Deadly VENOM from poisonous sea snails could hold the key to developing new painkillers, study claims
- Cone snails are some of the deadliest creatures to roam the oceans
- They extend a long flexible tube before firing a venomous tooth at their victim
- Modified versions of venom could be used to block pain receptors in humans
- It could offer a more effective and less addictive way to kill pain
While cone snails are stunning animals with beautifully adorned shells, they’re also some of the deadliest creatures to roam the oceans.
Now, scientists from the University of Glasgow have revealed plans to harness their venom to develop new painkillers that are more effective and less addictive than current options.
Dr Andrew Jamieson, who is leading the project, said: ‘The cone snail might seem like an unlikely prospect for breakthroughs in drug discovery, but the conotoxins it produces have a lot of intriguing properties which have already shown promise in medicine.’
While cone snails are stunning animals with beautifully adorned shells, they’re also some of the deadliest creatures to roam the oceans
What are cone snails?
Cone snails are marine gastropods characterized by a conical shell and beautiful color patterns.
Cone snails possess a harpoonlike tooth capable of injecting a potent neurotoxin that can be dangerous to humans.
There are about 600 species of cone snails, all of which are poisonous.
Cone snails live in shallow reefs partially buried under sandy sediment, rocks or coral in tropical and subtropical waters.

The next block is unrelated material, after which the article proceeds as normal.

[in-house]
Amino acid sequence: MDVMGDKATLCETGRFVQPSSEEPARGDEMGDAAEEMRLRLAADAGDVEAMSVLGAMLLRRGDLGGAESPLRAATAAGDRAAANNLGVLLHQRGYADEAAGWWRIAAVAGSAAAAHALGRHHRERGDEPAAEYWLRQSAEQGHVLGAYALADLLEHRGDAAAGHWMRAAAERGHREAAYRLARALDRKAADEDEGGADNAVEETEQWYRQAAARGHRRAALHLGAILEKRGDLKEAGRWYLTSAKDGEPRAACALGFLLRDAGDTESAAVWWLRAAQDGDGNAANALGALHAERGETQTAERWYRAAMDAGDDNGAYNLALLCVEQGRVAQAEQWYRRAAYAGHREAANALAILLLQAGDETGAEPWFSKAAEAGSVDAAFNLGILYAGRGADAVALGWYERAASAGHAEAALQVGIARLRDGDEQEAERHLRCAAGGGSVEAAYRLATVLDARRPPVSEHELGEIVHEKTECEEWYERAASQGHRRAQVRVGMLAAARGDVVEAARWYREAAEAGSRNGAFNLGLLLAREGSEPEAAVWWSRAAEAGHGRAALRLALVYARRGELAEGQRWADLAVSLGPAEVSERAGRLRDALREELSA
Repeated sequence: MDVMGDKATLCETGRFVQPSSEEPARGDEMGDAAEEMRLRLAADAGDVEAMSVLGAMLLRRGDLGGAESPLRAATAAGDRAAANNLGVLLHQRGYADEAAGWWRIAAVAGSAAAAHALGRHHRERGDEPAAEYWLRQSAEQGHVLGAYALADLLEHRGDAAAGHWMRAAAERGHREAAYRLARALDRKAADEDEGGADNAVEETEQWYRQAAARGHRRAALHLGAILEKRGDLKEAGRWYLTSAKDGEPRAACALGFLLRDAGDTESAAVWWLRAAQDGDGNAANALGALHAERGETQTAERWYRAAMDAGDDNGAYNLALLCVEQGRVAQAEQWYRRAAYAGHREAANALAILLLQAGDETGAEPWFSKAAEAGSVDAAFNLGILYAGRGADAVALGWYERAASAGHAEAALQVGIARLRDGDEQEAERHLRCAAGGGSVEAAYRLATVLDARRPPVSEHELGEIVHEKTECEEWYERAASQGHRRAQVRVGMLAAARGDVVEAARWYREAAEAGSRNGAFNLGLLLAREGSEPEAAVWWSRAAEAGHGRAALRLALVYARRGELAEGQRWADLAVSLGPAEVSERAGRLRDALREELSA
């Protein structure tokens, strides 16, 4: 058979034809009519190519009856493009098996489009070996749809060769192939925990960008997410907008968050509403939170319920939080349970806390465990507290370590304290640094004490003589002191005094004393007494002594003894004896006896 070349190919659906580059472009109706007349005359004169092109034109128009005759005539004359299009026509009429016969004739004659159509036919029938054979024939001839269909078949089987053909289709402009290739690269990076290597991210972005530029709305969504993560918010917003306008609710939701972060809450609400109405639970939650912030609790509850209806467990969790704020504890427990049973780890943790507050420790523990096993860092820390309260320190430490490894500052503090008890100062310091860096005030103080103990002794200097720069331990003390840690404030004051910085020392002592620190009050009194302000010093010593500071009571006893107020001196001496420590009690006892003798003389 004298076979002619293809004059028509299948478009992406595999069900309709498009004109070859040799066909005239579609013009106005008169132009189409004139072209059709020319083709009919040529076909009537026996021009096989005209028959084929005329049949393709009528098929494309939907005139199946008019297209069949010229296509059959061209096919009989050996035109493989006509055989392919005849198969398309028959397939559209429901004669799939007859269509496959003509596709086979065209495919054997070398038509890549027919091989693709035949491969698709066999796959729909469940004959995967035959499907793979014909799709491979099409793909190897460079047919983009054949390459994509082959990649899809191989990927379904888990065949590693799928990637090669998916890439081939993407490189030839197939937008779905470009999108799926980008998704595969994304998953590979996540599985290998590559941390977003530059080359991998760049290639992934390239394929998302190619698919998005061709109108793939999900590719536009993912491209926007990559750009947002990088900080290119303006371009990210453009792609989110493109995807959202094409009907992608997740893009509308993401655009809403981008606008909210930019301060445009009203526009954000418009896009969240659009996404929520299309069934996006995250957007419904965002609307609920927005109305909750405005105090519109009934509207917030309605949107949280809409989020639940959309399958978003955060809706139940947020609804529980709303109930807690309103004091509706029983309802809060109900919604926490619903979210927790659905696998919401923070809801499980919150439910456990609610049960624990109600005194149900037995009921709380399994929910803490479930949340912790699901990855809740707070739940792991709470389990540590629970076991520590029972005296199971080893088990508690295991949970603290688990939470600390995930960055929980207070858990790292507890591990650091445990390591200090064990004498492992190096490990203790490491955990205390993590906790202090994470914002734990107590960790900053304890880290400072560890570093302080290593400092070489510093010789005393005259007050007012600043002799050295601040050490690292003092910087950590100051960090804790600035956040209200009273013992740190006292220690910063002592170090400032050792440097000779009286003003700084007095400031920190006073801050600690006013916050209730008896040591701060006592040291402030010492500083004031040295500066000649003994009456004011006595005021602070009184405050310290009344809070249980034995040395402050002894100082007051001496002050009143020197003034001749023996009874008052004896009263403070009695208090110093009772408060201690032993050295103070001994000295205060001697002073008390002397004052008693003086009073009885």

Some species have adapted to colder waters.
Cone snails are predatory marine animals found in warm seas and oceans around the world.
They administer stings by extending a long flexible tube called a proboscis, before firing a venomous, harpoonlike tooth at their victim.
Their venom contains chemicals called conotoxins – highly potent neurotoxic peptides, which cause paralysis by blocking parts of the nervous system.
While this can prove fatal for anyone standing in the cone snail’s way, researchers believe that modified versions of their peptides could be used to safely block pain receptors in humans.
The University of Glasgow group is teaming up with machine learning and artificial intelligence experts from the University of Southampton to research how the cone snail’s venom affects human muscles.
Firstly, the team will investigate how conotoxin peptides are structured at a molecular level.
They will then build on that knowledge to synthesise new peptides which show promise for interacting with a particular type of receptors in the human nervous system known as nicotinic acetylcholine receptors, ornAChRs.
Finally, the team will run simulations to determine how effective the synthesised peptides are at binding with muscle receptors.
Dr Jamieson said: ‘This project brings together some of the UK’s leading researchers across a wide range of disciplines to learn about how conotoxins work.
‘Then we’ll look at ways we can engineer new analogues to investigate how effective they might be as novel drugs for a range of medical applications.
‘Those new molecules’ ability to interact with nicotinic acetylcholine receptors could lead to new forms muscle relaxants for anaesthesia, or painkillers which are just as effective as opioids but don’t have the same associated potential for addiction.
Scientists from the University of Glasgow have revealed plans to harness their venom to develop new painkillers that are more effective and less addictive than current options
‘It’s an exciting project and we’re looking forward to getting started.’
While humans are rarely seriously injured by cone snails, as it stands, there is currently no anti-toxin available.
This means that serious stings cannot be effectively treated.
The reserachers hope that their project could also help lead to the development of the first-ever treatments for conotoxin poisoning in the future